Hiding Behind the Sofa: One Child’s Perspective of a Teacher’s Home Visit

Engaging families in the education of young children is nothing new. Education was always viewed as a partnership between parents and teachers, with teachers held in high regard by their families and parents valued for their contributions and ability to reinforce shared values and expectations. Home visits were part and parcel of the home-school connection a half-century ago in my youth, and parent-teacher conferences were sacrosanct throughout elementary years.

Please visit National Institute for Early Education Research (NIEER) for the complete blog post.

Betting on Public Support for Preschool

The new polling data from the First Five Years Fund are a source of hope that major new investments in early care and education will take place in the near future. This may even have presaged by recent advances in preschool investment across the country from New York to Michigan to California. Particularly interesting from a policy perspective is that the public has come to solidly support investments in our youngest children and to recognize the value of early child care, not just preschool education.

State prekindergarten programs: A decade of progress

Steve Barnett, director of the National Institute for Early Education Research (NIEER), highlighted some of the key findings of NIEER’s annual State Preschool Yearbook during a June 24 NCSL webinar entitled State Prekindergarten Programs: A Decade of Progress. Specifically, Barnett talked about the data and national trends for enrollment in, quality of, and spending on state-funded preschool programs.

Please visit National Institute for Early Education Research (NIEER) for the complete blog post.

One State’s bold step toward the future

Whether they know it or not, future generations of Vermont’s preschoolers are much better off this week. Last week Gov. Peter Shumlin signed H. 270- An Act Relating to Providing Access to Publicly Funded Prekindergarten Education to guarantee every 3- and 4-year-old living in the Green Mountain State voluntary access to state-funded pre-K. In so doing, Vermont joins a handful of states (FL, GA, IL, NY, OK, WV) and the District of Columbia who have made similar commitments, at least on paper.

Please visit National Institute for Early Education Research (NIEER) for the complete blog post.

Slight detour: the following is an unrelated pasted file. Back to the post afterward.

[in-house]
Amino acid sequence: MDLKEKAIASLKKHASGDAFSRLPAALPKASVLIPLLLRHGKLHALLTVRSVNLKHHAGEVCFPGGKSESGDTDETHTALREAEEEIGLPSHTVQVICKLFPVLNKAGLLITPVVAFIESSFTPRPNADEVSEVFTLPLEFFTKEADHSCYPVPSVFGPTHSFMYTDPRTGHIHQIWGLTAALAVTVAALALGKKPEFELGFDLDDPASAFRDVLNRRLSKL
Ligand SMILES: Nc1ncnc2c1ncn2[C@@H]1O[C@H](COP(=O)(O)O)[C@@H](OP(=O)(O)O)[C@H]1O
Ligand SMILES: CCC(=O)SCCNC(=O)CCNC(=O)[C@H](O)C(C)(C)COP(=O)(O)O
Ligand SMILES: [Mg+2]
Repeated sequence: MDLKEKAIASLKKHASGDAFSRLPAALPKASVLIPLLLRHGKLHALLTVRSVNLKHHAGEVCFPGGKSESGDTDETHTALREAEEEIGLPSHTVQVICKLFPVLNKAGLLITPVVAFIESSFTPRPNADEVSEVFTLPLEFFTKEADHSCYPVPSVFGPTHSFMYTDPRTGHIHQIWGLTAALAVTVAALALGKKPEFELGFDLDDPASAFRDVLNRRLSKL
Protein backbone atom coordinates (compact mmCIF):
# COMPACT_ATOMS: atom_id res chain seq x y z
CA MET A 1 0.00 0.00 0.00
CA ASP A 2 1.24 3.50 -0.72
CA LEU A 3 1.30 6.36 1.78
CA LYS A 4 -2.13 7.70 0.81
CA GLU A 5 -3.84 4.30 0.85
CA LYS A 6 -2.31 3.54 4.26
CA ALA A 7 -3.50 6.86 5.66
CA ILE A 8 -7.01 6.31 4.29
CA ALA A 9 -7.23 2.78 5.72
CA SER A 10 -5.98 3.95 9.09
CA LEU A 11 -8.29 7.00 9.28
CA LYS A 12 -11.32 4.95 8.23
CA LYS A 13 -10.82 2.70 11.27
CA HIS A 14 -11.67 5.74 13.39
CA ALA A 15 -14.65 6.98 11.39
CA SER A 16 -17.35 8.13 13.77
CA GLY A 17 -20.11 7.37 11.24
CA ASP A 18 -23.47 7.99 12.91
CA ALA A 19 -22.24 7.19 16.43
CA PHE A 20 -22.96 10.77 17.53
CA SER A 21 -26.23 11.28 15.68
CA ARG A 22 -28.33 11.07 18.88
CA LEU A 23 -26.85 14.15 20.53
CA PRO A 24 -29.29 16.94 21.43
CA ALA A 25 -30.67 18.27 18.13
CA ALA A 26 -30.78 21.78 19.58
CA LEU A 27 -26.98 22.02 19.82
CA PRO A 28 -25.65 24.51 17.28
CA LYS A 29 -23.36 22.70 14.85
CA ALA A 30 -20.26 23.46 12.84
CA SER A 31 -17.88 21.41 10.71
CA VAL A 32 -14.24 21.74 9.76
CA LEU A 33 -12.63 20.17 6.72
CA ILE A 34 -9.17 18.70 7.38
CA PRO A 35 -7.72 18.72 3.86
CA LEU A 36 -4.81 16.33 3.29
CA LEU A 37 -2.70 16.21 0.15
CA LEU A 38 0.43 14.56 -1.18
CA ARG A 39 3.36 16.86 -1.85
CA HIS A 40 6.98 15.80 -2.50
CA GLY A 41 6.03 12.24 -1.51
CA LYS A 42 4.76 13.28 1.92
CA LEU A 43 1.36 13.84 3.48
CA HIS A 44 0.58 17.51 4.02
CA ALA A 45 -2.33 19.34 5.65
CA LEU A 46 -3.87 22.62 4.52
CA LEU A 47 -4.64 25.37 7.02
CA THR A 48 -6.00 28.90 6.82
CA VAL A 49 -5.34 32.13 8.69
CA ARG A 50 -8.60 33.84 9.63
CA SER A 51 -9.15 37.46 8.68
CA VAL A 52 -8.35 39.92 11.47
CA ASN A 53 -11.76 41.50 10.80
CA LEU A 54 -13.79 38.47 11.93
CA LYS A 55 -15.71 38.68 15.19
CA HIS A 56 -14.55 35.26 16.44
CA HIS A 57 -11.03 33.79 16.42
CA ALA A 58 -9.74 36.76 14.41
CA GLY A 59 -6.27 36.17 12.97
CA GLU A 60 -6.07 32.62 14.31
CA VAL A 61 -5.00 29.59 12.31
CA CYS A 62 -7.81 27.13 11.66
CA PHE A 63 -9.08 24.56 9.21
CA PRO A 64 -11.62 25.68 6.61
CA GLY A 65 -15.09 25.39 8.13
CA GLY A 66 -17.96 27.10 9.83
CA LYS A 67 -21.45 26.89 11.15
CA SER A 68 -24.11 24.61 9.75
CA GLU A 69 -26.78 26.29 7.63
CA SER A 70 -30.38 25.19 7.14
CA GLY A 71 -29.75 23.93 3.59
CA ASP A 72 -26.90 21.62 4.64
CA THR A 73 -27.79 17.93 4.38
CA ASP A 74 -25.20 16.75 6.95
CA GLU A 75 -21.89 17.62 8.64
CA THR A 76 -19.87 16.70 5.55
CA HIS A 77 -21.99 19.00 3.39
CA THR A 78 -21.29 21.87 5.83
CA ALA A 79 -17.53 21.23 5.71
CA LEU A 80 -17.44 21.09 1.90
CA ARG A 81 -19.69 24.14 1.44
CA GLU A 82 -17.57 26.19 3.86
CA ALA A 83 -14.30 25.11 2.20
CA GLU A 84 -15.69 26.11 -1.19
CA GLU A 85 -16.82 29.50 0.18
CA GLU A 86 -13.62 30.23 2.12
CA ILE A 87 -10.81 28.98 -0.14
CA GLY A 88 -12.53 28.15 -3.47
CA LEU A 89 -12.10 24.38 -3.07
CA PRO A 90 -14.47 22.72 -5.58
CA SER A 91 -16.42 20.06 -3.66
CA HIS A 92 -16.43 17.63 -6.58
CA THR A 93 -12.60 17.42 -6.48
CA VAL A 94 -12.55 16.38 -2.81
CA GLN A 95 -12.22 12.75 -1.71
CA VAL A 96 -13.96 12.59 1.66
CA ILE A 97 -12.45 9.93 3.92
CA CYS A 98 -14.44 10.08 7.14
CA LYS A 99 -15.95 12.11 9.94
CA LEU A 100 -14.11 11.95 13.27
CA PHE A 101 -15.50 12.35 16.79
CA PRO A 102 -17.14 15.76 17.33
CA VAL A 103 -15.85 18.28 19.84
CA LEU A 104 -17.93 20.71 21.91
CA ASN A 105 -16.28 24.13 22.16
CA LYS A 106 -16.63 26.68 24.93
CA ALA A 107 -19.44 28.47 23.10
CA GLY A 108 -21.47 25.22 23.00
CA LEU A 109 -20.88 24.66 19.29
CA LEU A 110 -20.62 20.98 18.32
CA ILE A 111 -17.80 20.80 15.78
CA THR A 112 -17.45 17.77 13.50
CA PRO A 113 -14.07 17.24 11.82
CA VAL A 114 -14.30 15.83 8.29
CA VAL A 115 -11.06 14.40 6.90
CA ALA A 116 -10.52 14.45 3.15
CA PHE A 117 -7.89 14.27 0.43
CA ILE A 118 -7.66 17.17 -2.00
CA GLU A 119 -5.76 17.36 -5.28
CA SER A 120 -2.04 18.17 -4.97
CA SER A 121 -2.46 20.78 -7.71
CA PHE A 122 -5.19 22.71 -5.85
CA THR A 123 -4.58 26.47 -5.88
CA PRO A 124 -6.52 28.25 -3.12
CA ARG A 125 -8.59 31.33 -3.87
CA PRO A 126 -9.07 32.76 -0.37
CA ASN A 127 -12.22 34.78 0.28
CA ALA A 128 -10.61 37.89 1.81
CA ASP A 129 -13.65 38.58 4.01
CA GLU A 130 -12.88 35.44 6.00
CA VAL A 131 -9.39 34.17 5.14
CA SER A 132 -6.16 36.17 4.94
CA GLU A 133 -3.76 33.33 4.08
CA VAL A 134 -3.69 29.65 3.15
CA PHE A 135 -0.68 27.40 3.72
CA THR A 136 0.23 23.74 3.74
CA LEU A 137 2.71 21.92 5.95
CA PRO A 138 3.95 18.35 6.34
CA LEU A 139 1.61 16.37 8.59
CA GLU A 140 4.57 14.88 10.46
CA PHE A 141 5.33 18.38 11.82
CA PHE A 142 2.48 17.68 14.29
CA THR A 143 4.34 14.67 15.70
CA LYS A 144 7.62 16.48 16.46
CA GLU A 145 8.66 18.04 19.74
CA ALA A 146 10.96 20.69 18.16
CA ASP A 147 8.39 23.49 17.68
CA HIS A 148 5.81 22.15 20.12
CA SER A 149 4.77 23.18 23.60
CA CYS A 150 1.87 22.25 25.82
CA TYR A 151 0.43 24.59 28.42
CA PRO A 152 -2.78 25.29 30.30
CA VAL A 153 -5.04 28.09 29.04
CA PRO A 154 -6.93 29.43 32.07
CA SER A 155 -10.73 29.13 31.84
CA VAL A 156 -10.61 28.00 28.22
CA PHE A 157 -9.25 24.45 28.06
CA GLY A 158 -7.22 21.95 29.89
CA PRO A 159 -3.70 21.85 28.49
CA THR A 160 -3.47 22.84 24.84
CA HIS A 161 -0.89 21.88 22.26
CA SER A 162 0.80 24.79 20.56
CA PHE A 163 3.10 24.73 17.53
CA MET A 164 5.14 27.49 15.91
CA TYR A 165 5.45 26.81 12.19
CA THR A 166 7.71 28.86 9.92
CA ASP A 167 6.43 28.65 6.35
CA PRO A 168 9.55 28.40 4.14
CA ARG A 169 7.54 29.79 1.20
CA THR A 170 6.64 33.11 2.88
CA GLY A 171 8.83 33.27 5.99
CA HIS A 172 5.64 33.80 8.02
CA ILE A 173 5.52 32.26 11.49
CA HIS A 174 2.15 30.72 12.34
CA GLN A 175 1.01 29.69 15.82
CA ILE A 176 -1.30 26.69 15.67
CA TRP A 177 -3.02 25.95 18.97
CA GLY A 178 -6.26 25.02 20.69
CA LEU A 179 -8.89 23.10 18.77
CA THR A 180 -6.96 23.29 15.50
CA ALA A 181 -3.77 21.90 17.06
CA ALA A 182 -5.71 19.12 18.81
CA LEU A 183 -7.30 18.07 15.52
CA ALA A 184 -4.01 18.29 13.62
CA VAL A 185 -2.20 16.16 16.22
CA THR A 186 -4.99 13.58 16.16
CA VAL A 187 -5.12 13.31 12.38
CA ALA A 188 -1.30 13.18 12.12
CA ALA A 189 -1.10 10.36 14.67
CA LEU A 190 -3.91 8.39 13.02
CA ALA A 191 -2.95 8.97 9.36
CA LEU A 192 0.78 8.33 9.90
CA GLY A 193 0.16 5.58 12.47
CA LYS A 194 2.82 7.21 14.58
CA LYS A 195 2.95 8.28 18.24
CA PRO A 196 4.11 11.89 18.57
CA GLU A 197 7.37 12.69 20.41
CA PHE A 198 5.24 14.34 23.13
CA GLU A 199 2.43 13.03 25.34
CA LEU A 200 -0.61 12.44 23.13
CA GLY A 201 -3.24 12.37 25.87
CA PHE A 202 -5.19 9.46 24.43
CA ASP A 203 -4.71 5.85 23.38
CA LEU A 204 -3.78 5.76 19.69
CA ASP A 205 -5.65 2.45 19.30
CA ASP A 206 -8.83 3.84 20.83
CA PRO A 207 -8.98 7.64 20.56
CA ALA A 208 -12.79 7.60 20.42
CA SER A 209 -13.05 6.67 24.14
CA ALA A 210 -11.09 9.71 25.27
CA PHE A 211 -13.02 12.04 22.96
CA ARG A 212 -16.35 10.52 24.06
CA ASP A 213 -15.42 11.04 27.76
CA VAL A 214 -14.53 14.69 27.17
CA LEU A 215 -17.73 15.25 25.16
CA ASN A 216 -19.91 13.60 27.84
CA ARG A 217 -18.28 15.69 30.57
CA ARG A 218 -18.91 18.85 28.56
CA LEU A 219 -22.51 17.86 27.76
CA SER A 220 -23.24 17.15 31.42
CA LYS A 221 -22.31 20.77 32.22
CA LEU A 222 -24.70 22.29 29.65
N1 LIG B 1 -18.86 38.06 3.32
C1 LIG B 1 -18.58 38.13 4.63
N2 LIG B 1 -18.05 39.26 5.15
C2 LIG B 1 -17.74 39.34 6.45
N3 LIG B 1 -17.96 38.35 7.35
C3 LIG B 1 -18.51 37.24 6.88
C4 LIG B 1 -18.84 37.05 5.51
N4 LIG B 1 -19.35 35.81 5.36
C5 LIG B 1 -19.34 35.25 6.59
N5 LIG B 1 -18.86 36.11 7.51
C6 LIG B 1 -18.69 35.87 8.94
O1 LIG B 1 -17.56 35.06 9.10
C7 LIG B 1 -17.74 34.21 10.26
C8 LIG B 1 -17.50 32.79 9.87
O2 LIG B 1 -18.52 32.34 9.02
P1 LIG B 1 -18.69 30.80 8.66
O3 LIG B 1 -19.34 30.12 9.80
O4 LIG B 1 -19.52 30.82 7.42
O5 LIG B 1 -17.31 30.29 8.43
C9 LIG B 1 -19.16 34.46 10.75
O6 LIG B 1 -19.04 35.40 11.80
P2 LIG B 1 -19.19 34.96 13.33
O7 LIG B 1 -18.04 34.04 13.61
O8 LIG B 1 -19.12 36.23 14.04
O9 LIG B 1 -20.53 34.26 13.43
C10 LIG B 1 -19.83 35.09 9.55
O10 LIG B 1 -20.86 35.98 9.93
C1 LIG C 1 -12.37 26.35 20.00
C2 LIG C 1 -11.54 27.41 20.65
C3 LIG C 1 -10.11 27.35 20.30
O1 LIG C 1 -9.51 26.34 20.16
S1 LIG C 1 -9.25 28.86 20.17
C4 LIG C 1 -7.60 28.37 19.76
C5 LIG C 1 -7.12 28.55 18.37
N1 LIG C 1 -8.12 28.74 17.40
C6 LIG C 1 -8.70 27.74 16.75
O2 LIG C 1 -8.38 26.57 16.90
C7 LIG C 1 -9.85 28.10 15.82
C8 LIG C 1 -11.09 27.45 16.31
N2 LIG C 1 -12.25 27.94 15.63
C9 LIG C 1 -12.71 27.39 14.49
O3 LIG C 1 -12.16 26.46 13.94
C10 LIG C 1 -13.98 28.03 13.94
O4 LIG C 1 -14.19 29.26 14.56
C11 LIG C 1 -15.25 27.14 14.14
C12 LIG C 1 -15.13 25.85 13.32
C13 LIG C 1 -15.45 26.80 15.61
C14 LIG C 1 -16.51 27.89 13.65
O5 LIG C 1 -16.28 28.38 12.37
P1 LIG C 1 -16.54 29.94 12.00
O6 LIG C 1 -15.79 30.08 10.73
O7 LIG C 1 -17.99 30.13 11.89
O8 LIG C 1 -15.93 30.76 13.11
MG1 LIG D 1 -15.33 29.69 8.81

STEM Challenges

From the National Journal: “And let’s not forget the optics. Science is still for nerds, Bill Gates’ fame aside. These are teenagers we’re talking about, after all. To the average girl on the street, meeting the Seattle Seahawks is still way cooler than meeting a superstar rocket scientist. Even if she rooted for the Broncos.”

Please visit National Institute for Early Education Research (NIEER) for the complete blog post.

Raising the Bar for Early Education

Is early education and care a profession or not? The debate has dogged the field for decades. Positions taken by the workforce and organizations representing their interests seldom come to full agreement in scenarios reminiscent of the “tastes great; less filling” debates. This in-fighting, often played out between public pre-K, Head Start, and child care, does not center around the acknowledged value of the workforce’s intentions, efforts or contributions; rather, it stems from the field’s failure to consider what actually qualifies as a profession and its willingness to take it to the next level.

Please visit National Institute for Early Education Research (NIEER) for the complete blog post.

Readiness and Opportunity Gaps in Early Education, 60 Years After Brown v. Board of Ed

Saturday marked the 60th anniversary of Brown v. Board of Education, declaring that separate educational facilities are inherently unequal, and marking a major step forward in the Civil Rights movement. Yet 60 years later, equal access to high quality education remains a significant issue, and nowhere more so than in the preschool years.

Please visit National Institute for Early Education Research (NIEER) for the complete blog post.

Fact Checker–Quis custodiet ipsos custodes?

Apparently oblivious to irony, Chester “Checker” Finn attacked the National Center for Education Statistics (NCES), NIEER, and the State of Preschool Yearbook last week in a blog titled “Now you’re entitled to your own facts, too.” His blog relies heavily on innuendo and insinuation, topped off by outright error, to try to kill the messenger in advance of the message. It seems Checker has lost his way when it comes to evaluating research and really does believe that he is entitled to his own facts. In this post, I review the facts to set the record straight.

Please visit National Institute for Early Education Research (NIEER) for the complete blog post.

2013 State Preschool Yearbook Finds Need for Renewed Investment

Today NIEER released its 2013 State Preschool Yearbookat CentroNía/DC Bilingual Public Charter School in D.C. This newest installment of theYearbook series covers policies, enrollment, and funding for state-funded pre-K programs in the 2012-2013 school year. Joining NIEER Director Steve Barnett at the event were Myrna Peralta, President/CEO of CentroNía; Roberto Rodriguez of the White House Domestic Policy Council; and Rob Dugger of ReadyNation/America’s Edge

Please visit National Institute for Early Education Research (NIEER) for the complete blog post.